The Blue Tooth Virgin
Blue Tooth Virgin, The (2008)
★★★ / ★★★★
Sam (Austin Peck), a screenplay writer, invites his friend David (Bryce Johnson), a magazine editor, to meet up because he has great news: his most recent work, titled “The Blue Tooth Virgin” about a girl who has the ability to morph into another body, is finished. Sam is very interested to know what a non-screenwriter thinks about his screenplay, so he hands David a copy. Despite Sam’s circle of friends telling him that the draft is nothing short of brilliant, David thinks that it is a complete mess and chooses to tell Sam the truth.
Written and directed by Russell Brown, “The Blue Tooth Virgin” tackles an issue that we can all relate to and it is able to offer several messages about what it means to be a friend versus a critic, an impartial versus a personal criticism, and the struggle between genuinely feeling happy for a friend and wrestling against the pangs of jealousy.
The picture’s acting requires a little bit of getting used to. When Sam and David meet at the cafe, they are supposed to be friends, considering that one is comfortable enough to ask for what the other really thinks about his work, but the way certain lines are delivered feels forced at times. Somewhere around the middle, there is a sudden shift. Peck and Johnson are more natural and it is more comfortable to watch.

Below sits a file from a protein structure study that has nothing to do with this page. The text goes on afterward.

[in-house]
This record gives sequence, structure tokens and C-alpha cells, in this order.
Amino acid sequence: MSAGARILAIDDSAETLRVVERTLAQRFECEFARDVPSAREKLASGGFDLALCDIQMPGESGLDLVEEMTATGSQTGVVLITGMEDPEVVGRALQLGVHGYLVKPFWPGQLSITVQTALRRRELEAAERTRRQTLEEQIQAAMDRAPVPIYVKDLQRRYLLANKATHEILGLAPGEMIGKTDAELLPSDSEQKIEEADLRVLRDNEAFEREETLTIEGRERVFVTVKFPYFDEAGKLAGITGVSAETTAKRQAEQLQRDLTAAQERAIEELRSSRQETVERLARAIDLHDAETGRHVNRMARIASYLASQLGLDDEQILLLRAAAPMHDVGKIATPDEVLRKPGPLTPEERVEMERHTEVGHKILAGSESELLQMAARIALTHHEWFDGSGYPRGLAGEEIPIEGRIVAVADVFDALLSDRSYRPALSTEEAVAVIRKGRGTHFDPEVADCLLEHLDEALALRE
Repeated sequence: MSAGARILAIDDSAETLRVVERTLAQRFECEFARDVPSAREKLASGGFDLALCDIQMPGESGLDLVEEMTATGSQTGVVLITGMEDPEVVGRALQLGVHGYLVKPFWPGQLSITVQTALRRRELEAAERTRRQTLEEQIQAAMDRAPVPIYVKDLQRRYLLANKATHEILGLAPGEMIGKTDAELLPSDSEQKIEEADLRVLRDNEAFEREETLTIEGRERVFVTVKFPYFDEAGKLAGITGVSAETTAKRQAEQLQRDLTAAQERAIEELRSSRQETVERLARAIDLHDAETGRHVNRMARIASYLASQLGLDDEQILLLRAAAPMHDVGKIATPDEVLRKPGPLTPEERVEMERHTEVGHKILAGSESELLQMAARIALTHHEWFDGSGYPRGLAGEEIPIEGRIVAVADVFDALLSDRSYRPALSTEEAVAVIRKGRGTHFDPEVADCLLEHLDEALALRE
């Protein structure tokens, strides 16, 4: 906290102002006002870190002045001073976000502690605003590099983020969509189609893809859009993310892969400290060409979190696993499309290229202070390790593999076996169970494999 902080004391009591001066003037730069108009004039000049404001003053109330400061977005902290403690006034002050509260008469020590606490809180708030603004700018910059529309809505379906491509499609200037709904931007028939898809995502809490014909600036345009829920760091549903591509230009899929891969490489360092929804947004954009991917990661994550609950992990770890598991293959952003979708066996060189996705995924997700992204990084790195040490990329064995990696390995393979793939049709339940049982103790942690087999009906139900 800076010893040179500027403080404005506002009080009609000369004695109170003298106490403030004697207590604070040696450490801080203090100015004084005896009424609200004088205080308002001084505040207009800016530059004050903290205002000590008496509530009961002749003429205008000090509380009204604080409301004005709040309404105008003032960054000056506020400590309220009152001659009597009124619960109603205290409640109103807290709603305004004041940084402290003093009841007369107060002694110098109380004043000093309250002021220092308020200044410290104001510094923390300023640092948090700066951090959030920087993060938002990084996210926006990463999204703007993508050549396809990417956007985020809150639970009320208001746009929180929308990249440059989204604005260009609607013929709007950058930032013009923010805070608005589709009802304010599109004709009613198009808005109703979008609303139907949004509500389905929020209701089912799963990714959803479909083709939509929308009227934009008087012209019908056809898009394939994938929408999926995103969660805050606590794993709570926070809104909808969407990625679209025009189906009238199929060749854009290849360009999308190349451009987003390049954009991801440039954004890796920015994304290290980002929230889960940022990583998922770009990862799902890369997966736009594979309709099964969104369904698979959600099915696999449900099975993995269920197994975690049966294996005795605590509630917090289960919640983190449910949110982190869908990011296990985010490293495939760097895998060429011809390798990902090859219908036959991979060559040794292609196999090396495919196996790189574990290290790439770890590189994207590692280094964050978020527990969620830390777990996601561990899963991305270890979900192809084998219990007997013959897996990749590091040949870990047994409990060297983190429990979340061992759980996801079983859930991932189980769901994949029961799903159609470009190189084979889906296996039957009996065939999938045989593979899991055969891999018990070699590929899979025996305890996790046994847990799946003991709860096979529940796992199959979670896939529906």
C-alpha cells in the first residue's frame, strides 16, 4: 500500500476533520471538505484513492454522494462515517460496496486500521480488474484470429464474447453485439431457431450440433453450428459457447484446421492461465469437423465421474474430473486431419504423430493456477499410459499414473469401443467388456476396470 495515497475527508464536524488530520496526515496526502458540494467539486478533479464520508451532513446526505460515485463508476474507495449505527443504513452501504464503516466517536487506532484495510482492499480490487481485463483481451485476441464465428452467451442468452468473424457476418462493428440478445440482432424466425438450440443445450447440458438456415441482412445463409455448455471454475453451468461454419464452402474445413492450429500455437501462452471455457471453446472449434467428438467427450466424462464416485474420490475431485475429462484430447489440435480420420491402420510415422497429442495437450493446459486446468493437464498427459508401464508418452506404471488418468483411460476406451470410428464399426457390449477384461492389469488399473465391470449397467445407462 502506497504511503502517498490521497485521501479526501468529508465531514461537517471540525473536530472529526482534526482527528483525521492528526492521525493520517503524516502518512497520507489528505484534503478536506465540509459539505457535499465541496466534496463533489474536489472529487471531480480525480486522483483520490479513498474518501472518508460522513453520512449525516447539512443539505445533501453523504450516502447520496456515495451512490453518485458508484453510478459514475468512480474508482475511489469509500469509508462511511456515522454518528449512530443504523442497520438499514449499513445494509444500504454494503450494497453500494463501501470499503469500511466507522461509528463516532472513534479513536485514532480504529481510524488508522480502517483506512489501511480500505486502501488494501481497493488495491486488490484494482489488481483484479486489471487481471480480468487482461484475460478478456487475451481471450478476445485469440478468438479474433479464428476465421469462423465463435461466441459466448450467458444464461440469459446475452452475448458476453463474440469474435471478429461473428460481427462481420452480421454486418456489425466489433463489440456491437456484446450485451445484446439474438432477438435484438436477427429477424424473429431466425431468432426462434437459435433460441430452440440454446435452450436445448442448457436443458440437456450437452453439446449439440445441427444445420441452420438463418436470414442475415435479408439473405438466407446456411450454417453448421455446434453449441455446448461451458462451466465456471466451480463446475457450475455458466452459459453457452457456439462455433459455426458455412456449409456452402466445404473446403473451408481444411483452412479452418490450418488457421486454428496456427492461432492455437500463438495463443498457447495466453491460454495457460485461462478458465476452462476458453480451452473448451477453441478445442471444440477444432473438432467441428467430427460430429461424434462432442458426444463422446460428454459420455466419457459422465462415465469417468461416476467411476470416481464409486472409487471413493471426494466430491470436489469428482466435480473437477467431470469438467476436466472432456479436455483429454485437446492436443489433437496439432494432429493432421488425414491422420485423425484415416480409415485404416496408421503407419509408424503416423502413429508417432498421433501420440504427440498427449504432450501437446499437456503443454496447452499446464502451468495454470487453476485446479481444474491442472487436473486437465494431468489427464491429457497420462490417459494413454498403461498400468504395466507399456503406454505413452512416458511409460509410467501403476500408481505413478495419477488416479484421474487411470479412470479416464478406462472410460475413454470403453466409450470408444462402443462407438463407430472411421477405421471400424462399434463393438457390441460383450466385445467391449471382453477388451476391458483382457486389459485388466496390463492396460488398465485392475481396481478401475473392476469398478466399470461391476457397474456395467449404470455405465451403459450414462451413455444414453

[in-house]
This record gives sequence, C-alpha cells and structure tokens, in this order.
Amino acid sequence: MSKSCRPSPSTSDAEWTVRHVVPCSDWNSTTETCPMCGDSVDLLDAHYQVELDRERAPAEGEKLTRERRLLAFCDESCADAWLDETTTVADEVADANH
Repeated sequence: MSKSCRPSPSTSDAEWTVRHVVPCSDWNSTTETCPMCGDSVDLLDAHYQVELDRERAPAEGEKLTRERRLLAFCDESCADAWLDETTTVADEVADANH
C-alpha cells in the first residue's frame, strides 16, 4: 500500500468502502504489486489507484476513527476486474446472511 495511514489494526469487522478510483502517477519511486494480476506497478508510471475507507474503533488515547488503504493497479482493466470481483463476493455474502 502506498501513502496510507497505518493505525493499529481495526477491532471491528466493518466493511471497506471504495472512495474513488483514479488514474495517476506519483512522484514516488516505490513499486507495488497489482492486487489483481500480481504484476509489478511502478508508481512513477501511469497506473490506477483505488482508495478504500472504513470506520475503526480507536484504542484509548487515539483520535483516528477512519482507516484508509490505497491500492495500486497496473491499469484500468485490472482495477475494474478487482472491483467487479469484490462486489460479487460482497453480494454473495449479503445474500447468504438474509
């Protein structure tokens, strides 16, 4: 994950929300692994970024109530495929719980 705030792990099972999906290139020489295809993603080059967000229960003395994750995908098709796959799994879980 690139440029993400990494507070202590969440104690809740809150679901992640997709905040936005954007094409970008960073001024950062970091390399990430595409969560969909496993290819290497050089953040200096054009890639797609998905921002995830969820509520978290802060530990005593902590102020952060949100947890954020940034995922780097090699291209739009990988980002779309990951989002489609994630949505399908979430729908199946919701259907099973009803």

A handful of scenes are effortlessly funny. For instance, when Sam asks David about, specifically, what he likes or dislikes about the script while playing golf, David keeps using the word “unique” and misses the hole every time he swings the club. Just as quickly, the laughs are overshadowed by a more somber tone. As Sam realizes that his friend does not like his script at all, hurt and embarrassment are drawn all over his face and body language. There is a level of honesty. All of us have given criticisms, constructive as well as malicious. Once we put our opinion out there and the person receiving feedback does not like what we have to say, the situation becomes awkward and uncomfortable. Sometimes that’s friendship and it’s not always easy.
I enjoyed watching the way the protagonists complement each other. There is a progression in the way small things–like Sam and David coming from different financial situations, age, and relationship status–affect their definition of passion whether it be about work or what interests them on their spare time. My favorite scene is when David meets with Dr. Christopher (Roma Maffia), a psychologist, because he wants to know the source of his writer’s block. It is unlike mainstream therapy sessions often featured in the movies. Painful truths are spoken about the way people think and behave and yet there is a fitting message underneath it.
I wished there were more scenes shared between them because they do not hold back, unlike what Sam and David have. “The Blue Tooth Virgin” asks if a friendship is still worth saving when it has turned rotten from the inside. If so, at what point do we owe it to ourselves, and to each other, to just call it quits?